Weed Management Toolbox

Weed Management Tactics Form a Toolbox of IWM

IWM can be thought of as a “toolbox” of weed management strategies, or “tools.” The set of “tools” a producer chooses to tackle a particular weed problem should be based on what’s best for the specific situation. The “toolbox” includes chemical (herbicide), mechanical, cultural, biological practices, and weed prevention measures.

Prevention Cultural Chemical Biological Mechanical IWM

IWM Tactics

IWM tactics span a wide range of options and complexity. Many IWM tactics can be integrated without substantial change to current management programs, while others require more extensive planning and implementation. Some examples options that are easier to implement include: equipment cleaning, timely scouting, altering herbicide tank mixes; while more extensive options include: changing crop rotation, cover cropping, changing tillage practices, and harvest time weed seed control.

IWM is not an alternative to herbicides in conventional crops

For many decades, herbicides have been the primary means of weed management due to their simplicity, effectiveness, and affordability. IWM is about using all options available to best solve the problem – in many cases, herbicides are part of this solution.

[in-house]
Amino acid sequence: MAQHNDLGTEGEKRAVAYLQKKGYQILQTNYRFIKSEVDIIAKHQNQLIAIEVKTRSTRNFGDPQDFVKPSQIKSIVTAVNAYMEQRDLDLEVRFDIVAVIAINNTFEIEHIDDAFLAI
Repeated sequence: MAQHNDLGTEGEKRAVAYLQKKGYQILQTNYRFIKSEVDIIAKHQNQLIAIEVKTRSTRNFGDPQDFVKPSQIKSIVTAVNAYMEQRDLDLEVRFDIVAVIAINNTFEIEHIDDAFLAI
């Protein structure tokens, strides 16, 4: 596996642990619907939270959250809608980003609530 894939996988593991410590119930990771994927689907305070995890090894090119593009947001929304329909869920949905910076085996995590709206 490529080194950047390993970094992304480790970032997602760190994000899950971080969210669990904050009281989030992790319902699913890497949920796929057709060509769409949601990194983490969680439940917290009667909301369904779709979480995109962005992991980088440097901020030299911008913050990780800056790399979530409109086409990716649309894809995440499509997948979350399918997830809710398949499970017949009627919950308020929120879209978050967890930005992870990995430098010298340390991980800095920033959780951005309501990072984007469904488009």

Why Now?

For some producers who are strongly affected by herbicide resistance, IWM is necessary to maintain weed control. The main driver for altering weed control practices is when current strategies are no longer effective, or a new weed enters a field and requires a change in plan. In addition, the recent increase in consumer demand for organic products has also motivated some producers to integrate new weed management practices in the absence of herbicides.

For up-to-date recommendations for specific weeds, explore the Herbicide-resistant Weed page.